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Old Sep 9, 2013, 02:56 PM   #6
Liquidstate
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You can still buy Creative Suite 6 products direct from Adobe and from third-party retailers. InDesign will set you back $699 (or 660 in the UK - what a bargain!).

However, you are right that graphic design software is in a state of flux now as many people don't want to commit to Adobe's new rent-forever model with their "Creative Cloud" (otherwise known as Creative Cash).

Depending on the nature of the job and how much other work you think you'll do, you might want to farm it out, or search for another software product.

It's possibly still worth buying CS6 while you can, in the vain hope that Adobe will come to their senses in the future. It's still the industry standard, and if you've used Pagemaker, some of ID will be familiar.
I just checked and benwiggy is right. I had called Adobe about this when they made the announcement, and the phone rep told me they were going to subscription only. But the stand-alone disks are back for sale on the Adobe site, so they've sensibly backed off from their threat. At least for now.

So, back to the OP, if you're going to be doing ongoing support for your son's biz, it might make sense to buy CS6 while you can. As far as I know, there are no low-cost alternatives that will reliably and accurately prepress and print.

But as I advised in my first post, for accurate info, talk to the shops you get estimates from. They will know what will work.
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Old Sep 9, 2013, 03:05 PM   #7
garycurtis
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Got it. I'll start shopping around for those old versions on disk. My recent passion digitally is in DSLR photography. Of course the big talk there is about the Cloud and about Adobe's latest marketing ploy and how it has backed everyone who is not a pro into a corner.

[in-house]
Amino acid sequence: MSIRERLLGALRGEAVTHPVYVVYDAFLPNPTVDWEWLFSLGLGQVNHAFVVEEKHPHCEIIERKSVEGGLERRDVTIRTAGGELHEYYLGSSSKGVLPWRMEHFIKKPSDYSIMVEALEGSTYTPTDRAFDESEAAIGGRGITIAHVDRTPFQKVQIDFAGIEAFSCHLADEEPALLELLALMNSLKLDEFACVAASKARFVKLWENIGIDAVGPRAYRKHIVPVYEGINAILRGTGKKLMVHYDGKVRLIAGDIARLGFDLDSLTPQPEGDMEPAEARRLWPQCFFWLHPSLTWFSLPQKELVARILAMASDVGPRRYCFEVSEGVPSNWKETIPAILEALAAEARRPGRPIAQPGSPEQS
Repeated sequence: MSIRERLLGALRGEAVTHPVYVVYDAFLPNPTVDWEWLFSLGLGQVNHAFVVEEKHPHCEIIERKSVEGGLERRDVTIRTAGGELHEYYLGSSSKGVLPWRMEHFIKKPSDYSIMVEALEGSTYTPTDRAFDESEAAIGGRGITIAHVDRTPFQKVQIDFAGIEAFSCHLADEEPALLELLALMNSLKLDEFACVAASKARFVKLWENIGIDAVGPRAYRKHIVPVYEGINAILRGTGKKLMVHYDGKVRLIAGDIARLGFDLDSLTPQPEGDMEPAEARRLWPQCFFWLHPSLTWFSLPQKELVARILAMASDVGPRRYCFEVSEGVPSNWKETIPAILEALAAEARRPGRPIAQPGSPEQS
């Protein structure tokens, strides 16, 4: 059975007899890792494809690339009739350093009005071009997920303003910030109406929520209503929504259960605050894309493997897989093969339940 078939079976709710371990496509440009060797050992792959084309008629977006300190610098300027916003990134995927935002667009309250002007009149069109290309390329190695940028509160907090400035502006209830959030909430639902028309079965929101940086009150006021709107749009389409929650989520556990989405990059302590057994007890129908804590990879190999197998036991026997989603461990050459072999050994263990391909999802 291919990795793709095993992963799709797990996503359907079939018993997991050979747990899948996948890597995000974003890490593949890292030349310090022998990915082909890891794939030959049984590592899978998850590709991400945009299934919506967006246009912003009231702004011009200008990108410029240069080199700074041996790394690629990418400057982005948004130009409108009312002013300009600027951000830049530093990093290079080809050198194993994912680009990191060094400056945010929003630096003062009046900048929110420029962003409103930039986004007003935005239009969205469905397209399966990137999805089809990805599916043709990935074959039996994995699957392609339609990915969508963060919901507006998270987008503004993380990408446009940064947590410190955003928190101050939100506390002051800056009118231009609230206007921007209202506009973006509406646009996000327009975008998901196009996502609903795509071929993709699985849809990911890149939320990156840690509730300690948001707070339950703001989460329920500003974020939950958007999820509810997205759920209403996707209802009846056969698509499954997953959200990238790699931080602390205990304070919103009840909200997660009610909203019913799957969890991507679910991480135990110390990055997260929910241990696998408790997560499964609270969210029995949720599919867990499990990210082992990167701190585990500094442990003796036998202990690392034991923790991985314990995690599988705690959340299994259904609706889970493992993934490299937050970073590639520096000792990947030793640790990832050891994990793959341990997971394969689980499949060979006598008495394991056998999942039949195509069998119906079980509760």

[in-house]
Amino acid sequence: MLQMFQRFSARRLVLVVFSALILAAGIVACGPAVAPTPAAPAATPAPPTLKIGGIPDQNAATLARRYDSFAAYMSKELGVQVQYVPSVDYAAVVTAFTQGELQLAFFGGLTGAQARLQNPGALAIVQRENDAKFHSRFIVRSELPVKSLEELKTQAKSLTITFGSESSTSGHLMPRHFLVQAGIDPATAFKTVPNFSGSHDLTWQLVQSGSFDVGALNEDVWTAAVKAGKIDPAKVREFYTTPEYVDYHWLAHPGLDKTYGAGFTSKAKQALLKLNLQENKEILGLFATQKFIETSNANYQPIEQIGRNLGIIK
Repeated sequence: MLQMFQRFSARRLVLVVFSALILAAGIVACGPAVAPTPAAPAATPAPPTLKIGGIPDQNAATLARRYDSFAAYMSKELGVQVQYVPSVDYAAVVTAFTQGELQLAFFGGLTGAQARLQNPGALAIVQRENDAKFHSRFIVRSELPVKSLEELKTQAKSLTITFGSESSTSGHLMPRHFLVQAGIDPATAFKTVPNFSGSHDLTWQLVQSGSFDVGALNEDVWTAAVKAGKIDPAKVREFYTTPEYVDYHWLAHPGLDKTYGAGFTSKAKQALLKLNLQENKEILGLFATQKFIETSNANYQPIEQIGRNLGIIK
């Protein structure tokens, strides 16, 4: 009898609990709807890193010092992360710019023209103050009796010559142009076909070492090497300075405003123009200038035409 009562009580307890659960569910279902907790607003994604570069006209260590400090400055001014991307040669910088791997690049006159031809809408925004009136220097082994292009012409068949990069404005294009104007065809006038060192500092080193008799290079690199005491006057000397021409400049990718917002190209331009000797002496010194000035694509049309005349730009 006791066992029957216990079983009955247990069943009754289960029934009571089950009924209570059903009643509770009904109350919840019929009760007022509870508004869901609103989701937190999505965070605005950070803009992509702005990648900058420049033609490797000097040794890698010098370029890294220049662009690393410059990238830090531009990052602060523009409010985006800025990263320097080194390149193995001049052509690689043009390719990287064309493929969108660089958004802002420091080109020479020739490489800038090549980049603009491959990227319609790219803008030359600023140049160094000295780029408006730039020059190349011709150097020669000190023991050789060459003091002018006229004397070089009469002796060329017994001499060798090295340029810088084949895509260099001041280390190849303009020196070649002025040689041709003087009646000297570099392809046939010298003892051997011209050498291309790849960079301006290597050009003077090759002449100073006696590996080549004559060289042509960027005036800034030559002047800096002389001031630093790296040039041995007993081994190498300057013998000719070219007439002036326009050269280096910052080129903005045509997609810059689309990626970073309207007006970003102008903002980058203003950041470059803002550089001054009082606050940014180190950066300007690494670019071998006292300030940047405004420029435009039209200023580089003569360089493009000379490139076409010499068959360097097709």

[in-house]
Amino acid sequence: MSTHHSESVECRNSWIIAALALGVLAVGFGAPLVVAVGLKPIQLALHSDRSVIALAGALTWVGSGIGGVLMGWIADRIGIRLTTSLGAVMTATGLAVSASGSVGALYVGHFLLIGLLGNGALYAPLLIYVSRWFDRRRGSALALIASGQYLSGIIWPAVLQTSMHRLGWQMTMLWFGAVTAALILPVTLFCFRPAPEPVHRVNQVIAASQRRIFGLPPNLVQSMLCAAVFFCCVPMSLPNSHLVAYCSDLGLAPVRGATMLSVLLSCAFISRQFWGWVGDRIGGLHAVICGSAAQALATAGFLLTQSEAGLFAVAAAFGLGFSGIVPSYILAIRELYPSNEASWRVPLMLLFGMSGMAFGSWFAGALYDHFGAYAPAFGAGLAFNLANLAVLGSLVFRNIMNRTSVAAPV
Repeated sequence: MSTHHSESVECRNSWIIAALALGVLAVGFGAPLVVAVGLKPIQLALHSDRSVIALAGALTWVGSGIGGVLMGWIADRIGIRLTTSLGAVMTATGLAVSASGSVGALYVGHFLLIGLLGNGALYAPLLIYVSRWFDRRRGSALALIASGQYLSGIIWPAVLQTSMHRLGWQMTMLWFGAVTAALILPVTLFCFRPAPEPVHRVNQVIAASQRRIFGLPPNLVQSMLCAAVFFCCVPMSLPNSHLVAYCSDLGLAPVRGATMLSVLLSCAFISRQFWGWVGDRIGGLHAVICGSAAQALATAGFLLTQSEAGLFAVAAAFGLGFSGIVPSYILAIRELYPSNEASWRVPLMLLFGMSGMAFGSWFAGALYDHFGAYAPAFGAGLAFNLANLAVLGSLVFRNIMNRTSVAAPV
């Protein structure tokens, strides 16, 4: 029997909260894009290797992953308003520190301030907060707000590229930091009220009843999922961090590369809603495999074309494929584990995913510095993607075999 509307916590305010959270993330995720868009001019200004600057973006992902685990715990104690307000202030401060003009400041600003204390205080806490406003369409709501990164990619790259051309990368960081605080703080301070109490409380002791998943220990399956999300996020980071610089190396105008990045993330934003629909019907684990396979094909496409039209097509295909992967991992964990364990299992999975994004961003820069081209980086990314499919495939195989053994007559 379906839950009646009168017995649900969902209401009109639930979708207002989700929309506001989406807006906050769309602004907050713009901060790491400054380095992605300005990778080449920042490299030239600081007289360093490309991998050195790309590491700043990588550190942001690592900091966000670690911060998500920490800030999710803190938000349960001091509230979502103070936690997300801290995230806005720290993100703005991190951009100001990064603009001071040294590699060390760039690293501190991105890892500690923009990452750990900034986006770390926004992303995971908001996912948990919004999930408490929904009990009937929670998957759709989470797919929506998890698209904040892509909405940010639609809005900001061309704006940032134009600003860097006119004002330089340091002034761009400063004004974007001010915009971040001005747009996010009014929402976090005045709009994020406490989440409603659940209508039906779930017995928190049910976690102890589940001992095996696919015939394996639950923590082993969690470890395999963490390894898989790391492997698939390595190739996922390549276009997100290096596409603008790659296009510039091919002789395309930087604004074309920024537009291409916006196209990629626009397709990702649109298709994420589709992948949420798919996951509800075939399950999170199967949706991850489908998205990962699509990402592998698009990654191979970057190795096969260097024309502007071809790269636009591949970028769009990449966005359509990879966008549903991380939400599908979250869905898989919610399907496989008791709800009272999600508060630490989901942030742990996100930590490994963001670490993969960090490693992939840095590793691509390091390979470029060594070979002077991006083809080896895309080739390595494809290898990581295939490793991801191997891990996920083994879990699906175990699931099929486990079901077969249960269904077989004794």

They ask themselves, "Is it really worth my while to use Adobe products costing $49/mo or $600 annually? For someone not earning a dollar through photography, the answer is probably no.

I bough LightRoom 5 in June. I sold it on eBay 3 weeks ago and switched to Apple Aperture. That's what I think of Adobe. And, who cares if there isn't an Aperture update in the near future. I refuse to live like a Serf.
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Old Sep 9, 2013, 04:26 PM   #8
Liquidstate
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Originally Posted by garycurtis View Post
Got it. I'll start shopping around for those old versions on disk. My recent passion digitally is in DSLR photography. Of course the big talk there is about the Cloud and about Adobe's latest marketing ploy and how it has backed everyone who is not a pro into a corner.

They ask themselves, "Is it really worth my while to use Adobe products costing $49/mo or $600 annually? For someone not earning a dollar through photography, the answer is probably no.

I bough LightRoom 5 in June. I sold it on eBay 3 weeks ago and switched to Apple Aperture. That's what I think of Adobe. And, who cares if there isn't an Aperture update in the near future. I refuse to live like a Serf.
I agree. That's why I bought stand-alone PS6. I want to be able to open my work without paying a monthly fee. But except for PS, I am going to avoid Adobe software whenever there is a workable alternative (unless they stop this cloud rental nonsense).

One word of caution: be careful about shopping for cheaper versions of Adobe software from dubious sources or individuals. There are websites and people on Ebay and Craig's selling cheaper disk products where the individual product can't be authenticated by Adobe for various reasons. After doing this research, I decided to buy PS6 from a reputable source and not wander out into the wilderness.

Good luck with your project.
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Old Sep 9, 2013, 04:38 PM   #9
chabig
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Use what most business' use--Powerpoint
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Old Sep 14, 2013, 11:28 AM   #10
garycurtis
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Well, I was able to obtain a used copy of CS 5 by Adobe. To my surprise it is packed with 11 applications. InDesign is the feature I was interested in. Luckily, the interface and controls mimic closely the PageMaker program I knew so well in around 1990.

So, all is well.